Interview with Assem Abu Hatab – the role of smallholder farming systems to end hunger and achieve the SDGs


In this interview, we meet Assem Abu Hatab, associate professor at the Department of Economics of SLU and senior development economist at the Nordic Africa Institute (NAI). Assem coordinates the workshop Zero Hunger: Is Smallholder Farming the Solution, one of the workshops presented at the upcoming summit in October. 

 In total, they are six associate professors representing four Swedish research organisations who have been planning and organising the workshop. Erika Chenais and Ylva Persson are affiliated with the National Veterinary Institute (SVA). Klara Fischer is affiliated with the Swedish University of Agricultural Sciences (SLU). Johanna Lindahl is affiliated with SLU, SVA and Uppsala University (UU). Jonas Johansson Wensman is affiliated with SVA and SLU.

Smallholder farming is critical to recognise when talking about food system transformations. One can tackle these issues from several angles, e.g. from a political and/or economic perspective, concerning livestock and local versus global markets. What made you choose to design a workshop on this topic?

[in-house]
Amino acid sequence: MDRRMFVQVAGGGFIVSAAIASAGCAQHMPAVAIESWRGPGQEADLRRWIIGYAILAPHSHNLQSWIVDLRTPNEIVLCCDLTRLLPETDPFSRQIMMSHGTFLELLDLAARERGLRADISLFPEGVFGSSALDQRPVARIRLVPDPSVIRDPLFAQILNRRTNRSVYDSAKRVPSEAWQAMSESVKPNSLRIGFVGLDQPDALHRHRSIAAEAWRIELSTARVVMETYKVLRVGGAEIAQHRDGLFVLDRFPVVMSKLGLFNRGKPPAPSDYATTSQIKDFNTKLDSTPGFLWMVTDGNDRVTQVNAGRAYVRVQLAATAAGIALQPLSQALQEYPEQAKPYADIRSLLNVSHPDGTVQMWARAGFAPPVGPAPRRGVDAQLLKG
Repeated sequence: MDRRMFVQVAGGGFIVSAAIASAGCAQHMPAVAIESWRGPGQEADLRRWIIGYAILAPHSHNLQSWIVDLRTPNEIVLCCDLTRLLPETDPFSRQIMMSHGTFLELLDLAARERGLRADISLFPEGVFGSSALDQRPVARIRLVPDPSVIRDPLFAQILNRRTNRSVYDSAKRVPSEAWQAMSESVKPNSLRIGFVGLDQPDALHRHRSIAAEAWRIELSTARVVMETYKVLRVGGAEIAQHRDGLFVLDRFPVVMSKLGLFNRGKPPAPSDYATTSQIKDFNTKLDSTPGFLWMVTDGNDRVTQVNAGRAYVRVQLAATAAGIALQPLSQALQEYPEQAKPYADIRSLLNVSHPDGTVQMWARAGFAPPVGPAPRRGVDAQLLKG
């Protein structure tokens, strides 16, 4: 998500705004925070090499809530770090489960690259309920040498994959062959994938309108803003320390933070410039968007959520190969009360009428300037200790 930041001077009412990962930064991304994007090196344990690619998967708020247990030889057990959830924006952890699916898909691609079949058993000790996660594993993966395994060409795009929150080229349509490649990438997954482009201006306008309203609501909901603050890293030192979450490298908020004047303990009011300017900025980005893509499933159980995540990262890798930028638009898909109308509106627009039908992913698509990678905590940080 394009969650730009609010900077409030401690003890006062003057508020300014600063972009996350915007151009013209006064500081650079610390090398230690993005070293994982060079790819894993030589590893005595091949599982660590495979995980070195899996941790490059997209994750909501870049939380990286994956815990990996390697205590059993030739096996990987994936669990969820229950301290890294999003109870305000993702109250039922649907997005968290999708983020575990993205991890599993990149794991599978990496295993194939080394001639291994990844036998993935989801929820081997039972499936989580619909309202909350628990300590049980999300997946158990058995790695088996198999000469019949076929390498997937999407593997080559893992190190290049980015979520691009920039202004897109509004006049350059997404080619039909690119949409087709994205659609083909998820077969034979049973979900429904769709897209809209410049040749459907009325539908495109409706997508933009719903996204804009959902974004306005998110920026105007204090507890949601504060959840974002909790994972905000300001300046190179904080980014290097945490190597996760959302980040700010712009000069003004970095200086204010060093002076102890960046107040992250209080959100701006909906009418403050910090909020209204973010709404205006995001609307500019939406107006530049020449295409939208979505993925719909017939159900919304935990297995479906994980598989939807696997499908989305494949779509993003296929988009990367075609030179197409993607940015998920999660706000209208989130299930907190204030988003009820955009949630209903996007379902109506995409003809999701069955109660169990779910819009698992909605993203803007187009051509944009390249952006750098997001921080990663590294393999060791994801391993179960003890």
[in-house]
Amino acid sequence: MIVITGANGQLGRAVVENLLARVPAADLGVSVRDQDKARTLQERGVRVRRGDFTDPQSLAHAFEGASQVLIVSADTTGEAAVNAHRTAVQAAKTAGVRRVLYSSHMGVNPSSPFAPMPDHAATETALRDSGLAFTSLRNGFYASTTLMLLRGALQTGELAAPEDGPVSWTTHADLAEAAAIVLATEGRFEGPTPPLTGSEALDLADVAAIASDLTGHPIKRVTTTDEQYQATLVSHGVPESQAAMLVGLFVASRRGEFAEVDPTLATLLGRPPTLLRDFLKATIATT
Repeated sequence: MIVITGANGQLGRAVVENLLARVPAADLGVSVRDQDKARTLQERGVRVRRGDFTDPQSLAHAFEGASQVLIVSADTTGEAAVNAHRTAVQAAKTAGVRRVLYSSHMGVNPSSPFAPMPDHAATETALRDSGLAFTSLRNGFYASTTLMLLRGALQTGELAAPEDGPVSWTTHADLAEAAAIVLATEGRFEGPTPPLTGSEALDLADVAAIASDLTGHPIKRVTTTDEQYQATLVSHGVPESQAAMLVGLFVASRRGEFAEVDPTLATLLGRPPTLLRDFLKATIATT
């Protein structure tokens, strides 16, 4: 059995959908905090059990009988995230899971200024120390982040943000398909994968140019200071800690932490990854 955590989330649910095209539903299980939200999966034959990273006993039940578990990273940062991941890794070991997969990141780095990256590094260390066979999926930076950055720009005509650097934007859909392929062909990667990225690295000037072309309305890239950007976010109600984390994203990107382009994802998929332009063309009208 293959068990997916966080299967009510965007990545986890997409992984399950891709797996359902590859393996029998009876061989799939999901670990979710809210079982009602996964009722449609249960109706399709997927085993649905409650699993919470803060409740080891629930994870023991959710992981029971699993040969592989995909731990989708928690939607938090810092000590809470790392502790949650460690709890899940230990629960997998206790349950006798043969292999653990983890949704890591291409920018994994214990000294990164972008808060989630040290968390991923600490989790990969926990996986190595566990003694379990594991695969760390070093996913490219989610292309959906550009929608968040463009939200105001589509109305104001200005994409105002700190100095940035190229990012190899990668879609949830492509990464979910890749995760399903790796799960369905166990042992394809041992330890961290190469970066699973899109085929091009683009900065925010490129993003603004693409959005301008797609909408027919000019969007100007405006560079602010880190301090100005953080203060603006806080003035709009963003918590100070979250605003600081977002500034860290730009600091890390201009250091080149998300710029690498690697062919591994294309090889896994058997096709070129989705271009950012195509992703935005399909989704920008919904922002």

Assem: The idea behind the topic of our workshop originated from our research interests in smallholder farming systems in various settings and contexts. Each of us works on this topic differently: some are interested in small-scale livestock production systems, whereas others are interested in small-scale crop production systems. Some focus on smallholder farming systems in the context of Sweden, Europe and other high-income countries, whilst others focus on these systems in low- and middle-income countries’ contexts. A group of us researches the production and supply-side of the smallholder farming value chain. In contrast, others concentrate more on the demand and consumption stages of the chain. Moreover, we represent a range of research subjects, including social sciences such as economics and rural development, veterinary sciences and agricultural sciences. Thus, I think we complement each other very nicely in terms of our research interests and areas of expertise, which enabled us to work jointly to structure the workshop in an interdisciplinary way that would hopefully attract researchers, policymakers, and international organisations working with agriculture and food systems to participate in our workshop and discuss how we could unlock the potential of smallholder farming systems to contribute more effectively to end hunger and achieve the sustainable development goals.

In your opinion, what are the leading public health concerns about food systems, and what needs to be done to achieve sustainable, equitable food systems promoting our health?